Figure 3. Towns at the epicenter of the cholera outbreak in Lebanon lack sewage collection infrastructure (under construction in Bebnine and not existing in Rihaniyeh). Two of three wastewater treatment plants in the area are non-operational and lack connection to water users. (Source: IFI)
wastewater treatment plants (WWTP). In the absence of these plants, raw sewage is discharged into water bodies (surface and subsurface) and diverted to agricultural land, leading to contamination of soil and surface and groundwater sources.
In Bebnine and its surroundings, wastewater infrastructure is virtually non-existent. As illustrated in Figure 3, two non-operational WWTPs are located in the vicinity of the cholera epicenter, and only one operational WWTP exists in nearby Hmaira. However, given the current lack of power supply by national utility Electricite du Liban and the high cost of fuel needed to operate electricity generators, even operational WWTPs cannot operate at full capacity, if at all. Furthermore, sewage networks do not exist outside Hmaira and Majdala, most being under construction or in the proposal stage (see Figure 2).
Water quality is therefore greatly compromised in these areas. Additionally, water establishments in Lebanon do not have a systematic approach to monitor water quality across their jurisdictions. Neither water establishments nor the Ministry of Energy and Water (MoEW) have local or national water safety plans or quality monitoring programs for drinking water. Water sources are often tested on an ad hoc basis, following complaints or reported incidents of contamination. Even then, water establishments and the MoEW lack the specialist capacity and facilities to regularly sample and test water at various stages of transmission and distribution, or to do so with sufficient coverage. These shortcomings greatly increase the risk of infection of subscribers and vulnerable communities alike.
Water Sector Emergency Response
Reducing the spread of the Cholera bacterium requires ensuring access to safe water to both affected and unaffected areas. This can be ensured by the chlorination of bulk water supplies, including municipal water and tanker trucks, while monitoring and maintaining an adequate chlorine residual at points of collection and at the household level.
In response to the current outbreak, international aid has provided the financing and materials to limit the spread of the bacterium. This includes over 216,000 liters of fuel provided to operate water pumping stations and wastewater lift stations across the country, including Tripoli’s WWTP, to ensure safe water supply to and in affected areas and their surroundings. In addition, 20 tonnes of chlorine powder have been provided to the four water establishments and for distribution to municipalities in Akkar (including Bebnine) to chlorinate private tanker water supplies. UNICEF has undertaken the rehabilitation of the water supply system in Bebnine. In Aarsal, ICRC has undertaken the rehabilitation of the solar energy system of the Wadi Sweid and Wadi Matlab Pumping Stations.
Beyond Emergency: Maintaining Water Quality and Managing Future Risks
While emergency response is vital for reducing the further transmission of cholera across the country and the region, long-term improvements in water supply and sanitation are necessary in preventing the occurrence and spread of cholera and other water-borne diseases. Water establishments should be empowered through investment in infrastructure and capacities to better prepare and respond to future shocks.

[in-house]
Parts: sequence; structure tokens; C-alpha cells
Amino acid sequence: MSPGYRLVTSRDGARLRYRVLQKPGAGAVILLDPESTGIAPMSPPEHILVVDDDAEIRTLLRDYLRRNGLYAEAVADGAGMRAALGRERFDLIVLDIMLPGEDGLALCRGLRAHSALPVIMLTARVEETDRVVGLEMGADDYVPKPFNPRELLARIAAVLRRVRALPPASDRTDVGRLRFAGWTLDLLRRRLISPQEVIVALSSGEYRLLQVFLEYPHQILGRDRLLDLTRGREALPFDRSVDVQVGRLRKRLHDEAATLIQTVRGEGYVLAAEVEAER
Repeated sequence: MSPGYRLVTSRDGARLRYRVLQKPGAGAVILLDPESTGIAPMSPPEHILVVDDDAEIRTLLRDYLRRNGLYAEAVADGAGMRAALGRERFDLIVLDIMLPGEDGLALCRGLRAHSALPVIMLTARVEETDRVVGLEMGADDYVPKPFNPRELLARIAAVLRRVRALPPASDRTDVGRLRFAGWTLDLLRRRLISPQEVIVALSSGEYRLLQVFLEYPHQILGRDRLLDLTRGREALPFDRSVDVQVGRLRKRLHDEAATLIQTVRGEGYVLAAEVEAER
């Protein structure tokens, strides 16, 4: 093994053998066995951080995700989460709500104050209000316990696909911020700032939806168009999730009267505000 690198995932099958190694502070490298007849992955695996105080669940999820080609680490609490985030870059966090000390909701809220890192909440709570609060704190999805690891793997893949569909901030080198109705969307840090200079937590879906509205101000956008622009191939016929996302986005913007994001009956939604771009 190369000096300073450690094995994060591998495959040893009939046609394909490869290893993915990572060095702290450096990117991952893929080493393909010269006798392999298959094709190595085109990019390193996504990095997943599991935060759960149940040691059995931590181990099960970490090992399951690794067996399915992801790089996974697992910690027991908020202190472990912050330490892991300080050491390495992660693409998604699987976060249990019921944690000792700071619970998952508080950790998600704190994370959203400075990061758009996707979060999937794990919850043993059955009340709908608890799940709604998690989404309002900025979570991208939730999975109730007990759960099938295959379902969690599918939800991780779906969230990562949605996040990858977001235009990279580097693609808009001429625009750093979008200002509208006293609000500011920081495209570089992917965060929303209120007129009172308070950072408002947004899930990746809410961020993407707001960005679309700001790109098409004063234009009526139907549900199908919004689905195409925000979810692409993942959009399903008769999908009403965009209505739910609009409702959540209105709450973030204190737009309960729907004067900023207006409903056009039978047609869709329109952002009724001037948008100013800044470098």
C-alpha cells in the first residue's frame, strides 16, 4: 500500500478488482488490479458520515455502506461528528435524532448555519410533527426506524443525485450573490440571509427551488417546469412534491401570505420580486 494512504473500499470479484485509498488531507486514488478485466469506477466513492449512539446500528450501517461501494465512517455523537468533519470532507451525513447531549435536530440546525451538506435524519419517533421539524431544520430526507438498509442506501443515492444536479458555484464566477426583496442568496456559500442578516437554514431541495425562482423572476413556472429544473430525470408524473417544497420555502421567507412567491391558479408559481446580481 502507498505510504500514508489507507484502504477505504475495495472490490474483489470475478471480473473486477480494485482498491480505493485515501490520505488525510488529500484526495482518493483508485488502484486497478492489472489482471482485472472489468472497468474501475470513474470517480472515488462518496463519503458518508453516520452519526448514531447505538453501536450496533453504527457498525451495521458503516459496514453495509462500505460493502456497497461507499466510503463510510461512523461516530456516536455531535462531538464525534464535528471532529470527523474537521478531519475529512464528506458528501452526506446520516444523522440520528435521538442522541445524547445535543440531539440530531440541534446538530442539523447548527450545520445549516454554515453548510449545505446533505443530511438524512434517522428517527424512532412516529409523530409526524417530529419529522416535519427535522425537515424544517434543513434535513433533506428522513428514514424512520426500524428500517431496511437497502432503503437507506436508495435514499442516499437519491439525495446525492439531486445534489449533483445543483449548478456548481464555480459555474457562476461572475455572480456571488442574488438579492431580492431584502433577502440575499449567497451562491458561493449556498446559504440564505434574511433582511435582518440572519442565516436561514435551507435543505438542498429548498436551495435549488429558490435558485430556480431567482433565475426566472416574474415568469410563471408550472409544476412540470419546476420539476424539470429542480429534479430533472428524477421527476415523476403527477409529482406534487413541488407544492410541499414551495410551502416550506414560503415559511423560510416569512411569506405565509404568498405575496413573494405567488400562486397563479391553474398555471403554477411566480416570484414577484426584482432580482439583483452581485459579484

Rehabilitation of existing non-operational WWTPs and increasing the capacities and efficiency of operational plants is crucial in ensuring safe, sustainable household and agricultural water supply. Investments in solarization of WWTPs could allow water establishments to operate outside the constraints of rising fuel prices and optimize energy efficiency within their networks. All this must go hand in hand with increasing the coverage of sewage networks and ensuring existing wastewater collection infrastructure operates without leaks or risks of contaminating water, food or soil. Reuse of collected and treated wastewater also reduces the stress of over-abstraction of groundwater resources, further impacted by climate change in the long run.
Capacities of water establishments to monitor and manage their networks must be reinforced. This includes the systemization of water testing and quality monitoring. The development of national and regional water safety or quality monitoring plans would help establish coordinated control measures able to reduce the risk of future outbreaks. These plans must be supported with staffing, expertise, and facilities to optimize the monitoring and response process with the establishments.
Most of the cases are concentrated in the Governorates of Akkar and North Lebanon, in villages of the Akkar and Minnieh-Dannyieh districts. Many cases are also being reported in Aarsal in the Baalbek-Hermel Goveronorate, Zahle in the Bekaa Governorate, and to a lesser extent in Beirut and Mount Lebanon.
 Bebnine, Rihaniyeh and their respective surroundings have a concentration of informal settlements housing vulnerable communities that lack access to water and sanitation infrastructure. Land use in the area is predominantly agricultural, including irrigated sheltered agriculture, field crops, fruits, olives and citrus. Groundwater irrigation wells in these towns may be at risk of contamination with Cholera and in turn contaminate local agricultural produce that could reach other parts of the country
 As an example, the highest number of Cholera infections in Yemen were reported in localities where WWTPs are non-functional.
 Under USAID-funded project “Water Sanitation and Conservation,” IFI is developing Water Safety Plans for the four regional water establishments and the Litani River Authority to be implemented throughout 2023 and 2024.